My computer wouldn't come out of sleep mode, so I had to shut it down improperly. Now there's no ethernet network connection. The NIC works as I can start the computer by wake-on-lan, but somehow Ubuntu no longer sets up a network connection on it.
The green light on the NIC is lit up and blinking. I have changed no settings. It used to get an IP address from the DHCP no problem, but ifconfig now only shows 127.0.0.1.
I updated to the latest available kernel for Kubuntu 10.04 today (2.6.32-24). When the system rebooted, it refused to connect to my wireless network. So far I have been unsuccessful in persuading it to connect. ifconfig shows the existence of the ethernet connection as eth0, and Network Manager also seems to accept the existence of the ethernet port - so why has it suddenly chosen now to stop connecting to the wired network?
I have a usb 4G dongle which has stated no linux support in australia from vividwireless.
The flip flop part does not exist for me in the sense I can not see the cd autorun files so I downloaded the files off the net and put them in my wine directory
I attempted to run the exe file thru wine but whether I try graphical or command line....it defaults to a graphical dialog box....I click on English...installer then shows the dialog box for the welcome screen ...then I click on next and the screen shows for a nanosecond the user agreement but exits with no log etc.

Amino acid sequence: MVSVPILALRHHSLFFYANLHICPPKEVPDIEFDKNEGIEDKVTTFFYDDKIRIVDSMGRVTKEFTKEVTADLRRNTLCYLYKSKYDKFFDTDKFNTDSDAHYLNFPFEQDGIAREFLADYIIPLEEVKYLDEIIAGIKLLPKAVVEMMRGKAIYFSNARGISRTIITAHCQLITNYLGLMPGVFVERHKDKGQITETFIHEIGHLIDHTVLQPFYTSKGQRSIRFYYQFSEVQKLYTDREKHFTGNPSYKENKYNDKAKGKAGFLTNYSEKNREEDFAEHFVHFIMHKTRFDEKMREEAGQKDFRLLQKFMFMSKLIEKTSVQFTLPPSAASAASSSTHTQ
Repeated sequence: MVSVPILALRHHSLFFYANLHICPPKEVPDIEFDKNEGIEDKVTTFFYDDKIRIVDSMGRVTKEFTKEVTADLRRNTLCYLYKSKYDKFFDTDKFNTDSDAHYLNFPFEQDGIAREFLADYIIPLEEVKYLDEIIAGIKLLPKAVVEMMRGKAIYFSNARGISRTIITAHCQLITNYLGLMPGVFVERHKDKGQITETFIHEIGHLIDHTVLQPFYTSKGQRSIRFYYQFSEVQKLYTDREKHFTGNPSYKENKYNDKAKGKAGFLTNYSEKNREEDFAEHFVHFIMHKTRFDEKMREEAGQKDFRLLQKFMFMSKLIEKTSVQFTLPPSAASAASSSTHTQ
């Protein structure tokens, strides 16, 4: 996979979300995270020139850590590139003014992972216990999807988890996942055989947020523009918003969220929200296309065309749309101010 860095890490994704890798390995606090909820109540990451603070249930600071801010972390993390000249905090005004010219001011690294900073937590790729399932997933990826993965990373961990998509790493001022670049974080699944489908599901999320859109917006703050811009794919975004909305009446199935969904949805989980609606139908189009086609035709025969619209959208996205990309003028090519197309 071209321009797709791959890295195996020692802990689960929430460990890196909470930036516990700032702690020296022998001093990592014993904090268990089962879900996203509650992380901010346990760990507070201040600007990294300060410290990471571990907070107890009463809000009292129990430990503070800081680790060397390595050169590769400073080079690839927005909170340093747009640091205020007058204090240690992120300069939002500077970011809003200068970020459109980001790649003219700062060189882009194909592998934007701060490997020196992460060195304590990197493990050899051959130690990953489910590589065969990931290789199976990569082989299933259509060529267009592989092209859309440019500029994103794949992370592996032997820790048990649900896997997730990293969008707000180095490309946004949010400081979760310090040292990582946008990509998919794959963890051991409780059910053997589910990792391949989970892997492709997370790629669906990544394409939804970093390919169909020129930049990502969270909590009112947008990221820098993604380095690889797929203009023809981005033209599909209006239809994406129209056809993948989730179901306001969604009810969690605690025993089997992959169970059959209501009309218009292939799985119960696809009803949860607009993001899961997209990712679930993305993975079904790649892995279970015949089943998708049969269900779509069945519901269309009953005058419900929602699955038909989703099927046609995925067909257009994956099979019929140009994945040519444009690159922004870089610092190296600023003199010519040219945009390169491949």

2) so in linux here is the info
Code: Bus 001 Device 020: ID 12d1:380b Huawei Technologies Co., Ltd. but when I press lsusb again....that info disappears....hmmm
Code: Oct 3 06:42:35 sid rsyslogd: [origin software="rsyslogd" swVersion="4.6.4" x-pid="1435" x-info="http://www.rsyslog.com"] rsyslogd was HUPed, type 'lightweight'. Oct 3 07:00:15 sid kernel: usb 1-8: new high speed USB device using ehci_hcd and address 3
I have two pci network adapters. I see them in pci device list (lspci). And I see them using ifconfig. How do I relate them - which pci device corresponds to ifconfig network adapter ? (I can't open my hardware and relate them using MAC stickers)
I have a device (not a pc) connected to my pc via ethernet, it dose not show up in networks, I was hoping there was a way of scanning to detect for it, is there a way of seeing content of it is basically what I'm asking?